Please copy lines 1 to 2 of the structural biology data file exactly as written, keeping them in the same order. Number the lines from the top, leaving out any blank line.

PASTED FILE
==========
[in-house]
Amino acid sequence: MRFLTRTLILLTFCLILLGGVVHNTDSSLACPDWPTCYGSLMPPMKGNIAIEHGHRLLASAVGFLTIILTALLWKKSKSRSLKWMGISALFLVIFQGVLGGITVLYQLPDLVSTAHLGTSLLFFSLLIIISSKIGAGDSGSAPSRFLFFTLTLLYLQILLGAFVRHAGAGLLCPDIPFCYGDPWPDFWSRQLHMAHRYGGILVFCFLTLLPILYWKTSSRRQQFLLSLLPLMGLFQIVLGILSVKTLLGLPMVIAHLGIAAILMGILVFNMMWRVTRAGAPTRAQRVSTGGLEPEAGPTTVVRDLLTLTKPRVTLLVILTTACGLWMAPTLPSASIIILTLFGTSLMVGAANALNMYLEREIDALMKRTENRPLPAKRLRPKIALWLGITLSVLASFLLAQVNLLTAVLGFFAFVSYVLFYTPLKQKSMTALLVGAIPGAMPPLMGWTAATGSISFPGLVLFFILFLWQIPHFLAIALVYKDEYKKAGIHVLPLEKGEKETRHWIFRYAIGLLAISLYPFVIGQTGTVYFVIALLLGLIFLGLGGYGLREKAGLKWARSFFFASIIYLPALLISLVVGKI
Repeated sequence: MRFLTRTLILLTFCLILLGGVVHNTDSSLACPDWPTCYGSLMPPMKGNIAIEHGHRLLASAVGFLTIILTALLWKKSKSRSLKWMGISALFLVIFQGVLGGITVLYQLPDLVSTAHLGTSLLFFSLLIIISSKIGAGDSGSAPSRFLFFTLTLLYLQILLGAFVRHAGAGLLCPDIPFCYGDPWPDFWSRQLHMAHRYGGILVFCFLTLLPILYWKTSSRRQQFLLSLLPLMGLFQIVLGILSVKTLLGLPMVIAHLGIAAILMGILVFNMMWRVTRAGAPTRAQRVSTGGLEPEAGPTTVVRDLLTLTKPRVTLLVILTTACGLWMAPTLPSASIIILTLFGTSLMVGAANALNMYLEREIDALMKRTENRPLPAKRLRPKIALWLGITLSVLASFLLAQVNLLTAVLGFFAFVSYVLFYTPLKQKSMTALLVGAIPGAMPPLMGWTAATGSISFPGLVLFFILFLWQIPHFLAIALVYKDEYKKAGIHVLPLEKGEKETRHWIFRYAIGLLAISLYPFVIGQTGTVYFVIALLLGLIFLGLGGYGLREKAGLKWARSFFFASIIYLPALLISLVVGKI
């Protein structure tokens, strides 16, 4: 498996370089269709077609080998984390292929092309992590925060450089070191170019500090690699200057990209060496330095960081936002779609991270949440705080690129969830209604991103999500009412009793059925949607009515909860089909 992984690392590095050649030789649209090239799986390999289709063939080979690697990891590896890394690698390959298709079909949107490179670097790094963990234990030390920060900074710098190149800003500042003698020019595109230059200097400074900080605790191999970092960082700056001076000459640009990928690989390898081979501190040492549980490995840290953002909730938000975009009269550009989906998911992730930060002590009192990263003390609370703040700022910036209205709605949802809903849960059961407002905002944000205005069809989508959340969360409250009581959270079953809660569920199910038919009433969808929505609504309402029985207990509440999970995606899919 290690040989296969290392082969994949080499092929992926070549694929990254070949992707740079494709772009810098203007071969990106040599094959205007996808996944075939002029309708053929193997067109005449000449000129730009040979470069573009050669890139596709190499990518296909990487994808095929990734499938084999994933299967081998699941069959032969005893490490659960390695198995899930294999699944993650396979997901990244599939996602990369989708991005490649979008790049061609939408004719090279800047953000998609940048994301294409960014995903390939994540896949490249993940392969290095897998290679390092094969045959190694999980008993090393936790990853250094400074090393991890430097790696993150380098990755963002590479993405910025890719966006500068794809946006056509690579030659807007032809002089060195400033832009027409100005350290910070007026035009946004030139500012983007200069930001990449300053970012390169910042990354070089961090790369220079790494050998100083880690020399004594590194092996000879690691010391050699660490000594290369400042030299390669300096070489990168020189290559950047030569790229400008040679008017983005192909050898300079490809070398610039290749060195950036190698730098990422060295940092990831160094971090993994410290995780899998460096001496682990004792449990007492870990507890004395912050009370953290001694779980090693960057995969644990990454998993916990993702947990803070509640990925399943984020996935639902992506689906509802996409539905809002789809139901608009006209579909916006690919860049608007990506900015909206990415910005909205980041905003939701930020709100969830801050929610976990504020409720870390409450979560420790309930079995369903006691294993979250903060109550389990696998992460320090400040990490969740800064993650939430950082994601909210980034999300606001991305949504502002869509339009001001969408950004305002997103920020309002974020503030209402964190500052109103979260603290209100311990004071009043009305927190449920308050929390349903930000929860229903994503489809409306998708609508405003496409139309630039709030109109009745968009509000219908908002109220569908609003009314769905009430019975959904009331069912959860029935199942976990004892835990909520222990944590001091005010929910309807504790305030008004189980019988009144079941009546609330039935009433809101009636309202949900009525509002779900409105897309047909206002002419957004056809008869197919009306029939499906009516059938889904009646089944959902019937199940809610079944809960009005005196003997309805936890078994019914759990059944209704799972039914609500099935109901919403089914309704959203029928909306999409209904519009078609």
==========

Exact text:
[in-house]
Amino acid sequence: MRFLTRTLILLTFCLILLGGVVHNTDSSLACPDWPTCYGSLMPPMKGNIAIEHGHRLLASAVGFLTIILTALLWKKSKSRSLKWMGISALFLVIFQGVLGGITVLYQLPDLVSTAHLGTSLLFFSLLIIISSKIGAGDSGSAPSRFLFFTLTLLYLQILLGAFVRHAGAGLLCPDIPFCYGDPWPDFWSRQLHMAHRYGGILVFCFLTLLPILYWKTSSRRQQFLLSLLPLMGLFQIVLGILSVKTLLGLPMVIAHLGIAAILMGILVFNMMWRVTRAGAPTRAQRVSTGGLEPEAGPTTVVRDLLTLTKPRVTLLVILTTACGLWMAPTLPSASIIILTLFGTSLMVGAANALNMYLEREIDALMKRTENRPLPAKRLRPKIALWLGITLSVLASFLLAQVNLLTAVLGFFAFVSYVLFYTPLKQKSMTALLVGAIPGAMPPLMGWTAATGSISFPGLVLFFILFLWQIPHFLAIALVYKDEYKKAGIHVLPLEKGEKETRHWIFRYAIGLLAISLYPFVIGQTGTVYFVIALLLGLIFLGLGGYGLREKAGLKWARSFFFASIIYLPALLISLVVGKI